FARMINGTON, N.M. (AP) — The Environmental Protection Agency says wastewater continues to drain from an abandoned mine in southwestern Colorado at a rate of about 550 gallons per minute.
Federal officials said Saturday that the rate was down from about 740 gallons per minute on Friday.
Trisha Rickey sits near the shore of the Animas River after taking pictures of the river August 8, 2015. Over a million gallons of mine wastewater from the Gold King Mine in Silverton has made it's way into the Animas River closing the river and put the city of Durango on alert. (Image source: Brent Lewis/The Denver Post via Getty Images)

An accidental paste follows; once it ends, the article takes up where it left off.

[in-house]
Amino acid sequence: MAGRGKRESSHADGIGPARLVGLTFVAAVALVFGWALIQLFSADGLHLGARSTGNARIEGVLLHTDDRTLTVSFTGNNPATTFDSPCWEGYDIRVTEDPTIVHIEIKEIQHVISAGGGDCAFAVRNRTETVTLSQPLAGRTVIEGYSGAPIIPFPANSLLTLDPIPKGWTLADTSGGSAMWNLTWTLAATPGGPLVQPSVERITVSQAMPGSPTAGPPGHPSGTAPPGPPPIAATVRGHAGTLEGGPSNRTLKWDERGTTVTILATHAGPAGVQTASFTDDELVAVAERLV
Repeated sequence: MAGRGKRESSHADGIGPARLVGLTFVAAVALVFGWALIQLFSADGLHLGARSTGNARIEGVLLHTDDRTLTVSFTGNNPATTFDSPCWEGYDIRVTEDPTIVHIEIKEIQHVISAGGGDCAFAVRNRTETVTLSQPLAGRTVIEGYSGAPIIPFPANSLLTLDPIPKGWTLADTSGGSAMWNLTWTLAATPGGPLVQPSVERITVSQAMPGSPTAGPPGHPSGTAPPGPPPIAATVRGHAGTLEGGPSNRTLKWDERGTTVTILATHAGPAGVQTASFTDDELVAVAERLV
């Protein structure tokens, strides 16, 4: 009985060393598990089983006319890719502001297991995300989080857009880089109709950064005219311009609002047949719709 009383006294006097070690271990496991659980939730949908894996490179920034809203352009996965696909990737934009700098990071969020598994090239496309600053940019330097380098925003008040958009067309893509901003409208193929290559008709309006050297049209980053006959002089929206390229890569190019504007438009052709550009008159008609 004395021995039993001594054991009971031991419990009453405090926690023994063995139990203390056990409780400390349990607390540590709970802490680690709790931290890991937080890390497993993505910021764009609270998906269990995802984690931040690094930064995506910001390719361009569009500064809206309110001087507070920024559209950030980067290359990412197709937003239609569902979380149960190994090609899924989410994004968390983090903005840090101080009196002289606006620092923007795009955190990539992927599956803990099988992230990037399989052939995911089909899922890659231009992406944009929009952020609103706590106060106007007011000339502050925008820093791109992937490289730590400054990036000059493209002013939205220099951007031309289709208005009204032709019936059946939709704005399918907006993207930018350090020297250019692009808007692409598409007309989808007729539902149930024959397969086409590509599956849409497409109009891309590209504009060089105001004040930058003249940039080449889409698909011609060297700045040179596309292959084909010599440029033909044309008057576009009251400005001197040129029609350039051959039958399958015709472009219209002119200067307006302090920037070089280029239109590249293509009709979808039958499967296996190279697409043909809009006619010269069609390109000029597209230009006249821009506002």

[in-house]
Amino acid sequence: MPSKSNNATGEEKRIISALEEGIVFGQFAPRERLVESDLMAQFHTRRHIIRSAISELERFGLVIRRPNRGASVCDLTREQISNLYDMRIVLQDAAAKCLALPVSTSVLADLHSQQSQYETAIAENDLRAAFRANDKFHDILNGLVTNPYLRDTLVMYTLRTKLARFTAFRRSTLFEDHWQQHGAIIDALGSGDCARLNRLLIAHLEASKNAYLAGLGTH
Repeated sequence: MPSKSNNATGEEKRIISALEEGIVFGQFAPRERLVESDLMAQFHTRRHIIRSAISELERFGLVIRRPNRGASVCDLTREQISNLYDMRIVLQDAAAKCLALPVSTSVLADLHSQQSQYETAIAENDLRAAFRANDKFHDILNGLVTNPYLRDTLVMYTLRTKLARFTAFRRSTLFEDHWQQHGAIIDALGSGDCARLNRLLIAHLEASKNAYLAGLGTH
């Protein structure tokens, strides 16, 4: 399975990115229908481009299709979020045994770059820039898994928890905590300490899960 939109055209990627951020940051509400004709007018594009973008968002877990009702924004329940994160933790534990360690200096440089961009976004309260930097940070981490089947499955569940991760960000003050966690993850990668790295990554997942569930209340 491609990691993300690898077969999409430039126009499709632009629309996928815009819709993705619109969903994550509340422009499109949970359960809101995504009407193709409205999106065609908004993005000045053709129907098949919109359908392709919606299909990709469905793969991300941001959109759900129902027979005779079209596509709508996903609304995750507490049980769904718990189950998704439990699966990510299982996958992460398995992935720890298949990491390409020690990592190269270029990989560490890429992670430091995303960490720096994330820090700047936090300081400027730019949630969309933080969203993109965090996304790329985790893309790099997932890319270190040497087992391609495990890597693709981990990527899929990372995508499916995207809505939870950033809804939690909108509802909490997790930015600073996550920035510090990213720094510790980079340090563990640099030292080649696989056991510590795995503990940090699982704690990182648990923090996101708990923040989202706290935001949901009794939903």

About 1 million gallons of wastewater from Colorado's Gold King Mine began spilling into the Animas River on Wednesday when an EPA-supervised cleanup crew accidentally breached a debris dam that had formed inside the mine.
The plume has reached the northern New Mexico cities of Aztec and Farmington.
Experts are still analyzing the environmental and health impacts of the release, which contains heavy metals including lead and arsenic.
Officials responding to the spill say they have finished building two containment ponds to treat the yellow sludge.
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